It must be the Packers offseason, because talk quickly transformed from games and rosters to talk of the Pro Football Hall of Fame. During the NFL Honors last Saturday, we welcomed former general manager as the latest Packers’ representative to head to Canton. Of course there was the undercurrent of grumbling that Jerry Kramer had been overlooked yet another year.
And then things got weird. Make that really weird, complete with navel-gazing, shark-jumping absurdity.
The question was simple: should former Packers safety Darren Sharper be considered for the Pro Football Hall of Fame?
After all, he is up for eligibility this coming year, and he was a pretty good safety. Maybe not LeRoy Butler good, but not too shabby in his own right.
Mind you, this is the same Darren Sharper that sits in jail, indicted for multiple cases of rape and drug-related offenses tied to the rape cases. In multiple states at that. If convicted, Sharper is looking at the possibility of life in prison. How’s that for a great role model for kids?
You would think that off-field extracurriculars of this magnitude following a career and eligibility for Canton would or should be a factor when considering a player for enshrinement.
But Sports Illustrated’s Peter King, a member of the selection committee, took that discussion to the heights of absurdity. On a scale of 1 to 10, it went plaid. What started off with a simple question on the Monday Morning Quarterback turned into a greater conversation over football accomplishments vs. character and how that factors in to the Hall of Fame. Valid questions considering people take their children to the Hall all of the time and these men are considered role models.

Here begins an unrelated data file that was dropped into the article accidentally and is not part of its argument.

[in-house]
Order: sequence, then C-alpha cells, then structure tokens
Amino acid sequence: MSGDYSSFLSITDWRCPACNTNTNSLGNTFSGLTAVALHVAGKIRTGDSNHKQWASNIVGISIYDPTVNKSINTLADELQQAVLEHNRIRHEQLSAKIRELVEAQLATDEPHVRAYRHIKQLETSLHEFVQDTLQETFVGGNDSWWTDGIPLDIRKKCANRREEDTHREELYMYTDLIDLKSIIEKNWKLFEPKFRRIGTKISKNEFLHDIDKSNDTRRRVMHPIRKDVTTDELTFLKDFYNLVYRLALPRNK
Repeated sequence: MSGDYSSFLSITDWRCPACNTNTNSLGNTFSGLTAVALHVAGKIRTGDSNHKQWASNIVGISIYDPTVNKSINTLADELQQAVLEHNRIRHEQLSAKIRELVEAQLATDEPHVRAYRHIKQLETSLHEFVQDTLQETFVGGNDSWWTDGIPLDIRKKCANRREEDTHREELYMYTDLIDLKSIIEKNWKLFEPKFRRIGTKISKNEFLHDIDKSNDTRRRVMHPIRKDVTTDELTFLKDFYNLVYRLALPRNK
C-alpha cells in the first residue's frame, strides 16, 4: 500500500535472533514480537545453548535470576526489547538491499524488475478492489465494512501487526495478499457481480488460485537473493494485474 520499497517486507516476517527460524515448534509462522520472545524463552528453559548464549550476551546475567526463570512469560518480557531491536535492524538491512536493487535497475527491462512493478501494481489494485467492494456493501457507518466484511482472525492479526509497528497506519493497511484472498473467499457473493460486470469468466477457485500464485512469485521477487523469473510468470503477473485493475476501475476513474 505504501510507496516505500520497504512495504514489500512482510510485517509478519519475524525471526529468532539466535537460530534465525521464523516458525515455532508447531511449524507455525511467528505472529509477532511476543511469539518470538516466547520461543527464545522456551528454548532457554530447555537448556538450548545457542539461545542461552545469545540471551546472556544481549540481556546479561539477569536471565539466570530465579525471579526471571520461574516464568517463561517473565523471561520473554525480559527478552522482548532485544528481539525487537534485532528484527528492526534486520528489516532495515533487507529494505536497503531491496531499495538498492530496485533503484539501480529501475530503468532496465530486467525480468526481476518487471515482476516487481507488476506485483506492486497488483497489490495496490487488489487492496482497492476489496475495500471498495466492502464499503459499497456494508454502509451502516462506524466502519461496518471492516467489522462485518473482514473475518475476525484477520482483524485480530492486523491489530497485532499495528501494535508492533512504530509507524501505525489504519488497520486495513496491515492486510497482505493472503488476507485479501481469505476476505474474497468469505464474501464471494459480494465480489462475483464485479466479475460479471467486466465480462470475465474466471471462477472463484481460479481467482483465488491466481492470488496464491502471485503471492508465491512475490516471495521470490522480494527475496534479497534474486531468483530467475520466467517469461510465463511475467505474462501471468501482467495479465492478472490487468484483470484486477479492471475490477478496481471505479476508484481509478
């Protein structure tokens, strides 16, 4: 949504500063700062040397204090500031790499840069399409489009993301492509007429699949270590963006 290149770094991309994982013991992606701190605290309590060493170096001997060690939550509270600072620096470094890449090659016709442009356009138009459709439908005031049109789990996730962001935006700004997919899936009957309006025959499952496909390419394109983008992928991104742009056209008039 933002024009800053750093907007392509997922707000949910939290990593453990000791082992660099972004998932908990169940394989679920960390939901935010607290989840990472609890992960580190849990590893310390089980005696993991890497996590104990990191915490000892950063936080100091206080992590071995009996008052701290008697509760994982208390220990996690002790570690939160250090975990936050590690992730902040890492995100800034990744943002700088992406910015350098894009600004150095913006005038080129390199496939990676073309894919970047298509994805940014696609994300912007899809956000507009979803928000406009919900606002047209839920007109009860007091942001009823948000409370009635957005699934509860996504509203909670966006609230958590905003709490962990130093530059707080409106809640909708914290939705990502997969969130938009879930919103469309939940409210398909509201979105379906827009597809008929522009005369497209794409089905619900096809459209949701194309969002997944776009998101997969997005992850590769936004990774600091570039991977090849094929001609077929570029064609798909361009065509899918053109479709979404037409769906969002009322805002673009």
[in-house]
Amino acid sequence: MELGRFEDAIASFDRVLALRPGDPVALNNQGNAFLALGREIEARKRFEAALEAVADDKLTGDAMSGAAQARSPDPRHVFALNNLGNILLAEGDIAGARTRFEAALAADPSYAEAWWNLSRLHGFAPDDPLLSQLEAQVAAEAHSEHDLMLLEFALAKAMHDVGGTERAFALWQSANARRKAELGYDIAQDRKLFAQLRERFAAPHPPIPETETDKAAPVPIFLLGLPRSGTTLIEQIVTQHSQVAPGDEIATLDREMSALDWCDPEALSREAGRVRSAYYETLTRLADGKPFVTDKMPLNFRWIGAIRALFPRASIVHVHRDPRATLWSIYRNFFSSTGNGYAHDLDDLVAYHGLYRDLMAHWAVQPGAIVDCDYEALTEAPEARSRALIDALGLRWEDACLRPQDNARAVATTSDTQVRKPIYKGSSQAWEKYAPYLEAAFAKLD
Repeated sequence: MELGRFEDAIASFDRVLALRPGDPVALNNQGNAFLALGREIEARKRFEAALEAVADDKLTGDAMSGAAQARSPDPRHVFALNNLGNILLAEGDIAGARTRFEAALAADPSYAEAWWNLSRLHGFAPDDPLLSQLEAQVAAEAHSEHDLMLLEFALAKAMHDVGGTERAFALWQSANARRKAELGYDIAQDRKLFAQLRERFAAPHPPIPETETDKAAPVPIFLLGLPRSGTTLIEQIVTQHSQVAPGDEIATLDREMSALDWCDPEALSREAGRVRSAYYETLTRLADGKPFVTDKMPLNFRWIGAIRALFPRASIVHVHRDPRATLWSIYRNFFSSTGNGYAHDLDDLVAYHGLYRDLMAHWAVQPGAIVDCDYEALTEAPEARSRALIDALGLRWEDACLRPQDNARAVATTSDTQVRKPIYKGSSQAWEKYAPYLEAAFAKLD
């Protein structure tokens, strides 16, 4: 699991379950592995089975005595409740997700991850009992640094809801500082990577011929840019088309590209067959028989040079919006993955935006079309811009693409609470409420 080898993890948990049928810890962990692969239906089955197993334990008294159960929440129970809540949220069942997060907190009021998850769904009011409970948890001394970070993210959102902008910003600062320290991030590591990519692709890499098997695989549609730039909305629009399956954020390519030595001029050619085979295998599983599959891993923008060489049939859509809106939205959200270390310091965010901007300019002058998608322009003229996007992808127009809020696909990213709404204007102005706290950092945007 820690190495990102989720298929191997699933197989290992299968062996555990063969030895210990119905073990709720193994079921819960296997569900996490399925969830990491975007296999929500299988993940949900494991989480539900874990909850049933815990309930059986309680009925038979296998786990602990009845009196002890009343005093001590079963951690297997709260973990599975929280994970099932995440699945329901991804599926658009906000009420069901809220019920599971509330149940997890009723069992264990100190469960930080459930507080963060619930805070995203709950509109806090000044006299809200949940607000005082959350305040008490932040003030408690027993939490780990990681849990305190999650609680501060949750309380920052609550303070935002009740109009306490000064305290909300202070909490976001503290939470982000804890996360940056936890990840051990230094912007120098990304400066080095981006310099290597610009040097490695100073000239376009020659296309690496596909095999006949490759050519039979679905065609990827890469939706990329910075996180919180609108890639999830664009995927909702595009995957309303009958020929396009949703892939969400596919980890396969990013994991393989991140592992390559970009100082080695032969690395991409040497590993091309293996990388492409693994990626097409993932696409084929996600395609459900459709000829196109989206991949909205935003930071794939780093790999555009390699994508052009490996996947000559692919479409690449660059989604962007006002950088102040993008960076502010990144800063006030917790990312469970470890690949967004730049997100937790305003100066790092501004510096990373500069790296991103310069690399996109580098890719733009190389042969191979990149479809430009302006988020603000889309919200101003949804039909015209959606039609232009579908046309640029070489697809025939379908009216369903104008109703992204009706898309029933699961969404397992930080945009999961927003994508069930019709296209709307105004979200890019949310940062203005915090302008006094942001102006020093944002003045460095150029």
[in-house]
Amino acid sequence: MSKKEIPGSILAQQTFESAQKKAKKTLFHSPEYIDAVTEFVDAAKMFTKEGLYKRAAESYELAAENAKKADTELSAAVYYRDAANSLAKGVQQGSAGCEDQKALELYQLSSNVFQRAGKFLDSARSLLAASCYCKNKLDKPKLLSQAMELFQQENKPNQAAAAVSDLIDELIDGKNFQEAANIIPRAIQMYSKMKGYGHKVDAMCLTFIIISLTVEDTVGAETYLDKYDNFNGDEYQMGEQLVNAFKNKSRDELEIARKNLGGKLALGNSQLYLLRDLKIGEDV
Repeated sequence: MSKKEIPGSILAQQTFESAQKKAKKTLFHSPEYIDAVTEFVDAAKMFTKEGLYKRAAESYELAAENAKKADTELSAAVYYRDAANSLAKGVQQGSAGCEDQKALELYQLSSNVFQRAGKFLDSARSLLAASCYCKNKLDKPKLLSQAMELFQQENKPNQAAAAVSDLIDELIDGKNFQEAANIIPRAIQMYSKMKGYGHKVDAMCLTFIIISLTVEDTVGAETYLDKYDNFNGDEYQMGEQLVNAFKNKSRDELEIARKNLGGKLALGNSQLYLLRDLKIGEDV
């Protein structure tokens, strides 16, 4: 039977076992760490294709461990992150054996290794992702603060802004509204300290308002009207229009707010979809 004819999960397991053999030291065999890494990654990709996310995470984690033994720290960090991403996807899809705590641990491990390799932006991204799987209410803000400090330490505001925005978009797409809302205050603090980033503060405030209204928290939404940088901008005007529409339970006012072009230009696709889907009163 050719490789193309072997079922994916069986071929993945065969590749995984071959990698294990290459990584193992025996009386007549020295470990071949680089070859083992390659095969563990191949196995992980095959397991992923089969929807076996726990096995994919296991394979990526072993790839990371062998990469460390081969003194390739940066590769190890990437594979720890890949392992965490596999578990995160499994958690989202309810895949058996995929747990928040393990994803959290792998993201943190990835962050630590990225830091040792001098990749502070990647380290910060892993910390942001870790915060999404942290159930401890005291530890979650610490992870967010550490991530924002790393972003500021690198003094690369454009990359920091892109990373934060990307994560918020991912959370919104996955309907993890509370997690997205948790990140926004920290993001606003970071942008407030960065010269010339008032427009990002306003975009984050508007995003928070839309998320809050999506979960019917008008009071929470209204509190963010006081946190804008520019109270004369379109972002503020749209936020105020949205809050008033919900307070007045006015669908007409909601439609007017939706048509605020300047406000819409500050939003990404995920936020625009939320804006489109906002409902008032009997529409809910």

It started off with King mentioning Sharper along with Packers legend Brett Favre, wide receiver Terrell Owens and guard Alan Feneca as leading first-ballot candidates for the 2016 class.
Okay, not my first choice for accolades or recognition at this point, but if you’re looking at just the football, I can kind of see where he’s coming from.
But life is not that black and white. It will never be just about the football.
If he would’ve left it at that, I could accept the logic. Yet when he decided to double down on Darren Sharper is where things went from weird to a little offensive. Oh sure, I get the cursory review and the HELL NO that should be summarily put on his file without much discussion. Yet why make such a stand on defending such an alleged vile sack of protoplasm?
King states in a response to a tweet:
Sharper4: We would be shirking our duties if we did not consider him. What has happened since should not be factored in.
— Peter King (@SI_PeterKing) February 4, 2015
In fact he went one step further and asserted that the bylaws mandate that Sharper be reviewed, and that if the selection committee shirked that responsibility to bring Sharper up for a full review, he would quit the committee:
If I said, “I will not consider Sharper for induction because he has been accused of multiple rapes,” I would resign from the committee. — Peter King (@SI_PeterKing) February 4, 2015
The Bylaws. Apparently are now this black and white line in the sand. Thou shall revieweth thy player on the merits of his athletism why thou shall disregardeth his behavior though it mayest be an abomination in thine eyes.
Or however the bylaw is actually written. They are bylaws. Not the King James Bible. Just thought I’d point out the painfully obvious
Again, King added more salt to the wound, refusing to budge on the possibility of amending a bylaw, stating it would create a selection process different than the 53 years of HOF classes. So it is frowned upon to amend the bylaws: